“Building” Drum Tracks

“Building” Drum Tracks

When I set out to record some jazz songs I had written, I planned them to be demo tracks that I could give to musicians to learn and practice my songs. I had several factors that I had to deal with. First, I had zero budget for recording. There would be no going to a studio. So this would have to be a laptop studio project using existing instruments and software. Second, I don’t have a decent room for recording and I mainly have late night for recording. So it would have to done direct into the laptop. No microphones. Third I play guitar, bass, and keys well enough to get my ideas across, but I don’t play drums. So I would depend on drum loops and drum software to build the drum tracks. 

Kontakt sampler and Abbey Road 60s Drummer software.

One of the advantages of using drum loops is they are recorded in professional studios and typically sound very good. The disadvantage is they are not very flexible. MIDI drums are more flexible but don’t always sound like they were recorded in a studio by a real drummer. Drum loops are great for songwriting because you can base your writing on the drum tracks, but if you try to make loops work for already written songs it becomes much more of a challenge. 

DrumCore drum loop software.

Actually the first step I take is recording a rough take of the song's chords on guitar. Then I use that to audition loops and see if I can find something that fits the guitar part. It also gives me a road map for assembling the drum tracks.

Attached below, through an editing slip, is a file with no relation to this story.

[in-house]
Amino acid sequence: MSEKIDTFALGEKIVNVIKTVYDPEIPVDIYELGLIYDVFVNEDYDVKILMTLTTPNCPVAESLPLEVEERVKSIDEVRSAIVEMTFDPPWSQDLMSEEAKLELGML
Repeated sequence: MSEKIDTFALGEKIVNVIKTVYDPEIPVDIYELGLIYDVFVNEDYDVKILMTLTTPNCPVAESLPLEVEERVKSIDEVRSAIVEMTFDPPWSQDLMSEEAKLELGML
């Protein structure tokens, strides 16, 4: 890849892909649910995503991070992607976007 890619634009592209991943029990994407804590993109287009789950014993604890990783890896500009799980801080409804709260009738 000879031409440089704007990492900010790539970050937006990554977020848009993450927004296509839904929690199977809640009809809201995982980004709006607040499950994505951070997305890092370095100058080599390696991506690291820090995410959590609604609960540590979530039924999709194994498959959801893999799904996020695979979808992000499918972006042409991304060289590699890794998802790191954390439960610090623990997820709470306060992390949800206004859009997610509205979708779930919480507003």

The easiest method is to find a drum loop that is close and then cut it up and move things around to make it work. Or combine parts of different loops. If that doesn’t work, I have gone as far as using single drum hits and assembling a drum loop myself from the individual sounds. I have seen videos of guys playing in incredibly realistic drum parts using a MIDI keyboard controller, which would be an ideal method for me, but that would take far more practice than I have time for. It would be almost as time consuming as learning to play real drums. So I stick with manipulating audio. 

Most drum loops are one or two measures long, and some are fills. If you can build a loop that is one or two measures long, you can copy and paste it to make most of a song section. In jazz song sections are usually call the A section, B Section, etc. In vocal music they are often called verse, chorus, bridge, etc.

So once I have assembled a basic section loop, I will find or create a fill for the end of the section. Then sometimes I add small variations to the loop for repeats of the section or to make it sound more like a real drummer played it instead of a loop. I then add any symbol hits I want. Then I work on the next section of the song until the drum track is complete.

Drum tracks with symbols added and volume automation.

Creating the drum solo for the song Boom Bip Bip was by far my biggest challenge yet. I went through several version before I decided to simplify it and came up with something I could live with. 

So while I can say I played the guitar, bass, and keys on all the songs. I don’t really know what to call how I create drum parts. I didn’t “program” MIDI drum parts. I didn’t “play” in the parts using a controller. I tend to say I “built” or “assembled” the drum tracks. Maybe I need to invent a term for what I do. Or maybe there is a term and I just don’t know it. What would you call it?

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Jam Track 3 Posted On Media Page And YouTube

Jam Track 3 Posted On Media Page And YouTube